Find Events Find People Find Jobs Find Sites Find Help Index


January 16, 2001

New building opens its doors
for new year

By Michael Terrazas

Its walls may be bare and the hallways may still smell of fresh paint, but the Nell Hodgson Woodruff School of Nursing’s new home has begun the new year open for business.

Over winter break, the school’s faculty and staff moved from the old building on Asbury Circle to the new facility, located at 1520 Clifton Rd. Though there is much moving and settling in yet to be done, the school is ready for classes when the students return Wednesday, Jan. 17.

“It’s fabulous,” Dean Marla Salmon said of the building. Asked what is most different for her personally, she said, “It’s the sense of a wonderful future that is embedded in this building. It’s a statement of great support and optimism from the University and from everybody who’s been involved with it.”

Situated at the corner of campus just across Michael Street from the Centers for Disease Control and Prevention, the new School of Nursing is literally a gateway building to the Emory campus. The “main” entrance to the building—Emory did not want to mar the building’s Clifton side with a driveway or turnaround—is located snugly off of Michael Street close to the Rollins Research Building and the School of Public Health. A paved walkway leads straight to the bridge over the railroad tracks and into the heart of campus.

“The design is in keeping with the Campus Master Plan and the idea of a pedestrian campus,”said Ann Bavier, assistant dean for development.

Just inside the main entrance is a spacious foyer and, appropriately, the school’s admissions office.

Off the foyer is the student lounge—also, Bavier said, deliberately located, as it puts student life front and center in the building’s functionality.

When it comes to classroom and educational spaces, there is simply no comparison between the new building and the old.

“In the other building, we had one lab that was used for everything from teaching anatomy and physiology to teaching nurse practitioners how to do complete physicals,” said Darla Ura, associate clinical professor of nursing.

Now the school has several labs for patient assessment simulation, basic nursing skills, laboratory procedures, and physical examinations. The building’s lecture halls are fitted with the latest technology including podium-controlled audio-visual equipment and desks with connections for laptop computers.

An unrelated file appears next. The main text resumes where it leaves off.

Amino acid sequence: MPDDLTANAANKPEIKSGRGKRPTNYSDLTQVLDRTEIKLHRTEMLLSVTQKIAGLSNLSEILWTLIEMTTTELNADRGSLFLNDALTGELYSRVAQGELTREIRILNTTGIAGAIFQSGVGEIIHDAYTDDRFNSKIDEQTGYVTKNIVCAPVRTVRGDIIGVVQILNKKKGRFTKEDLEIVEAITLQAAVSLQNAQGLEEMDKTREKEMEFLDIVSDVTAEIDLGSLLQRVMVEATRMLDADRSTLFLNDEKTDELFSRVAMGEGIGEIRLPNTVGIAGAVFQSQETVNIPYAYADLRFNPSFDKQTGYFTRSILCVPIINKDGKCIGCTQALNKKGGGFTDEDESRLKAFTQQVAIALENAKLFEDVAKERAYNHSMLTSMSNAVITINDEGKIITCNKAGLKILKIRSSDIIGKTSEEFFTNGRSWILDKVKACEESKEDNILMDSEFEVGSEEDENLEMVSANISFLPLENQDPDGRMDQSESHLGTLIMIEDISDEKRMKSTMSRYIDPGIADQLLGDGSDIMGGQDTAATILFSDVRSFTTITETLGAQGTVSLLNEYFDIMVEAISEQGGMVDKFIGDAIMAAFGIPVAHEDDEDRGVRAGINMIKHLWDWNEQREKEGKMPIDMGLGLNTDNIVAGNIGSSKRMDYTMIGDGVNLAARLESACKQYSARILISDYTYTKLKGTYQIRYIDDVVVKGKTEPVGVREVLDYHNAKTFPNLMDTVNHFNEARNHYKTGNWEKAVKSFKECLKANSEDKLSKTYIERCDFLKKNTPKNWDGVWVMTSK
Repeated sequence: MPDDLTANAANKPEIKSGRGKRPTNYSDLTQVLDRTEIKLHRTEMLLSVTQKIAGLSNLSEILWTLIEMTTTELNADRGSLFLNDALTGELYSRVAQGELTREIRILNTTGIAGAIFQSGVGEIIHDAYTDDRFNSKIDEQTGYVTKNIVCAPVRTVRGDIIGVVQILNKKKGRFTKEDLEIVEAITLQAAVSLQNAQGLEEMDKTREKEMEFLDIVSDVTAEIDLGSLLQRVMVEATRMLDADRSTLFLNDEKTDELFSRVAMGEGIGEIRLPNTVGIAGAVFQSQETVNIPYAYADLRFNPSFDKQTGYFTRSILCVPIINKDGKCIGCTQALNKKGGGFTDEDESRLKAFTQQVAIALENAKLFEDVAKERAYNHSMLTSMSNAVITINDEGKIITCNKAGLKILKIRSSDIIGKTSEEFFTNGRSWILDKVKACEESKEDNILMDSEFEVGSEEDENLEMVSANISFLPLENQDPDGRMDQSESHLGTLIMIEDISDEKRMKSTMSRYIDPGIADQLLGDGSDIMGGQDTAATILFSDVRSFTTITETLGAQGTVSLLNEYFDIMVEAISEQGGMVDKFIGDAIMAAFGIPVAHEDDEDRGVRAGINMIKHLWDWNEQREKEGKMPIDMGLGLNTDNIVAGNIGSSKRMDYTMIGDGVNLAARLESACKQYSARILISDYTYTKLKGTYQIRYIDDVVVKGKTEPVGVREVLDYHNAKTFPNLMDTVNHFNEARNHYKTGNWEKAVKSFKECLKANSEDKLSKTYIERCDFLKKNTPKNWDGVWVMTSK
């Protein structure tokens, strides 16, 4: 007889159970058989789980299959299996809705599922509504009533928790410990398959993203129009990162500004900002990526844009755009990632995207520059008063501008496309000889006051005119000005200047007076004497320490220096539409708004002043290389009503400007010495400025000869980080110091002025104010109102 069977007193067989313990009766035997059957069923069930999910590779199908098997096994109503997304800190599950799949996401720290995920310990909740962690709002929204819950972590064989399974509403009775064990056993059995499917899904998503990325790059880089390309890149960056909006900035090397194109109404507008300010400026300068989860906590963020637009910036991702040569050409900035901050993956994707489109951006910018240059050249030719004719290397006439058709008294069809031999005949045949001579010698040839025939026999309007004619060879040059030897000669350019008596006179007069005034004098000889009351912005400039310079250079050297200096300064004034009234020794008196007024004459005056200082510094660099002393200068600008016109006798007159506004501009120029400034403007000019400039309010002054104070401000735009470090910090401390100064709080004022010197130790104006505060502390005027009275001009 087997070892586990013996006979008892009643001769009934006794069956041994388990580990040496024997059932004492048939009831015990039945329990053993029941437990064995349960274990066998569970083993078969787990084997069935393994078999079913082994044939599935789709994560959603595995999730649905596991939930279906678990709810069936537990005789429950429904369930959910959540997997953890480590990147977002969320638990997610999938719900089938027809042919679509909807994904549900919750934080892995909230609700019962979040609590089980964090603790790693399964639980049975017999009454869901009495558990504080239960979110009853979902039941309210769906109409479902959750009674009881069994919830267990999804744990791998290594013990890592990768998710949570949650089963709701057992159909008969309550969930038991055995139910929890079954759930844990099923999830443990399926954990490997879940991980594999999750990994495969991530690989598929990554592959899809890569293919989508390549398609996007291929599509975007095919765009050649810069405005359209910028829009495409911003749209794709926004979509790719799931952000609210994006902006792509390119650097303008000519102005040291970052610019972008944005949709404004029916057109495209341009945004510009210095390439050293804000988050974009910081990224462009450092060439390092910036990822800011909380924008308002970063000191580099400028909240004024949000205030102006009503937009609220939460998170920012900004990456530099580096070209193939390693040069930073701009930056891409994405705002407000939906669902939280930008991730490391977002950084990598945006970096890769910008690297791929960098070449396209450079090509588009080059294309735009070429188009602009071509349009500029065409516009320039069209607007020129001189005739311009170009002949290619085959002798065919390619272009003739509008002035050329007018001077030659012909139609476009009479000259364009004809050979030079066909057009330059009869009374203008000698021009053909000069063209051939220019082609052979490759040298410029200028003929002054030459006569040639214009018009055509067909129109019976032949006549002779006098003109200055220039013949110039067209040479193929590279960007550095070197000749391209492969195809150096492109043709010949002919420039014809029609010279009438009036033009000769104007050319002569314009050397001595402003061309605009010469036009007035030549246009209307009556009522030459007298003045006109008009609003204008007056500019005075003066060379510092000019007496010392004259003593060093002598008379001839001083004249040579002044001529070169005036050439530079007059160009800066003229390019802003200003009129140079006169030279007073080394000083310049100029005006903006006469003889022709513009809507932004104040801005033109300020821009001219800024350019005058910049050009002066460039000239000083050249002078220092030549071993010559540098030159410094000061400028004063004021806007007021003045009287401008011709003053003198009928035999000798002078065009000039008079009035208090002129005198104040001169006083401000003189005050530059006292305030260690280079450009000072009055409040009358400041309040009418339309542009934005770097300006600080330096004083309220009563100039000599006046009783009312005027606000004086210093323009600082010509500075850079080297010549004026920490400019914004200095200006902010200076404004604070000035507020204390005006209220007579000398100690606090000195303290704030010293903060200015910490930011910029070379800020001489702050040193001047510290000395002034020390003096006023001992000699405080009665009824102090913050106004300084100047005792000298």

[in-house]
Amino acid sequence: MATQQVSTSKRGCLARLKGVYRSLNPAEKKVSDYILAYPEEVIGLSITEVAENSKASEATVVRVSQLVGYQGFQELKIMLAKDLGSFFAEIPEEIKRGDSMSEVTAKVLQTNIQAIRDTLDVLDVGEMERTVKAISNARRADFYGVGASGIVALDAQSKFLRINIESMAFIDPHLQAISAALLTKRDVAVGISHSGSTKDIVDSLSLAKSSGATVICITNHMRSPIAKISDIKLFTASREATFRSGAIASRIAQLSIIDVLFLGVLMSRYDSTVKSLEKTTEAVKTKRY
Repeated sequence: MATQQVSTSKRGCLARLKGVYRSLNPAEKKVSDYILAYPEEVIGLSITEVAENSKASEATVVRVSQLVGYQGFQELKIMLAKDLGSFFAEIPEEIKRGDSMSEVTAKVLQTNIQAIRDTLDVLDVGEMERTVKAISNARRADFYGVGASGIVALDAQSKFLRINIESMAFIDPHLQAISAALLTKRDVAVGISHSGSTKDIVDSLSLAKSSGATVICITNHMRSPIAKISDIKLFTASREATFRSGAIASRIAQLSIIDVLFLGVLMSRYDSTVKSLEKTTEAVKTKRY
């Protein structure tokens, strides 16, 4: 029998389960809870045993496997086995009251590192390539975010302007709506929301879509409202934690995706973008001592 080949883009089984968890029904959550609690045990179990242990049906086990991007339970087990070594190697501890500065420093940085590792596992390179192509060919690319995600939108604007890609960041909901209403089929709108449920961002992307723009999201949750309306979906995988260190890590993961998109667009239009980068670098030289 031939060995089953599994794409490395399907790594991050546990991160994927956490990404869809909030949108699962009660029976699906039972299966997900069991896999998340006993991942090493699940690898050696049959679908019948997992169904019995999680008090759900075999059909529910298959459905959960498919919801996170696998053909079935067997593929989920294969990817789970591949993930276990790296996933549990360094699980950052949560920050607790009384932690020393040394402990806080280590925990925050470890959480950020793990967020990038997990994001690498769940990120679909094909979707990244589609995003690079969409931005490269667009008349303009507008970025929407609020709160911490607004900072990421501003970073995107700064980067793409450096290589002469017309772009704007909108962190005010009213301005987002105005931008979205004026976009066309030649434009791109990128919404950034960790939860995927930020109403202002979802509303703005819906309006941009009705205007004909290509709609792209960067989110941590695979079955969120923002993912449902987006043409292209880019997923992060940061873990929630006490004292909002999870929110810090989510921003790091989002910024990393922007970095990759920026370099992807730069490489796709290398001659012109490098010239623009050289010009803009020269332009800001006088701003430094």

“In hospitals now, patients are more acutely ill, so it’s very difficult to take a student into the clinical setting and have them actually be exposed to real life situations,” Ura said. “What we can do now is simulate an actual clinic environment, and the students, without having the stress of actually working on a person, can take the theory they’ve learned, solidify it, and practice putting it to use.”

The building also features some unique ideas. Its top two floors house faculty and administrative offices, and they can be access-controlled after hours, making the bottom floors available for community use while professors and/or administrators can feel secure working upstairs.

Also, the building’s bottom floor has an underground hallway connecting it to the School of Public Health next door.

Since the new nursing building’s classroom spaces are generally larger than public health’s, the two schools can share space and have a convenient physical connection in inclement weather.

The School of Nursing will hold an official ceremony opening its new home on Thursday, March 1, at 3:30 p.m. The event will be open to the entire Emory campus.


Back to Emory Report Jan. 16, 2001